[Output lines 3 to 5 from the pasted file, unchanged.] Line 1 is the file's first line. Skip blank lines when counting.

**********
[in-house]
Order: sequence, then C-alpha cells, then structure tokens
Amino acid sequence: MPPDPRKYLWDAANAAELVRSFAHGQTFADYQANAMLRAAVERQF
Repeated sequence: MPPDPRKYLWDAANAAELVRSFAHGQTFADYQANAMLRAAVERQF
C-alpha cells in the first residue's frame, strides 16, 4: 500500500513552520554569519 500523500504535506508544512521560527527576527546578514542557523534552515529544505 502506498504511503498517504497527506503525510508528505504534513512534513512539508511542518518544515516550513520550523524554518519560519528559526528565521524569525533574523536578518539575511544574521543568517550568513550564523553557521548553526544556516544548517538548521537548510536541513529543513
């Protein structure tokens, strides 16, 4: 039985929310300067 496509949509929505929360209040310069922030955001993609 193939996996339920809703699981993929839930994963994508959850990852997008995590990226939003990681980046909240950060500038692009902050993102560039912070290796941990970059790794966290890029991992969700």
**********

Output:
Amino acid sequence: MPPDPRKYLWDAANAAELVRSFAHGQTFADYQANAMLRAAVERQF
Repeated sequence: MPPDPRKYLWDAANAAELVRSFAHGQTFADYQANAMLRAAVERQF
C-alpha cells in the first residue's frame, strides 16, 4: 500500500513552520554569519 500523500504535506508544512521560527527576527546578514542557523534552515529544505 502506498504511503498517504497527506503525510508528505504534513512534513512539508511542518518544515516550513520550523524554518519560519528559526528565521524569525533574523536578518539575511544574521543568517550568513550564523553557521548553526544556516544548517538548521537548510536541513529543513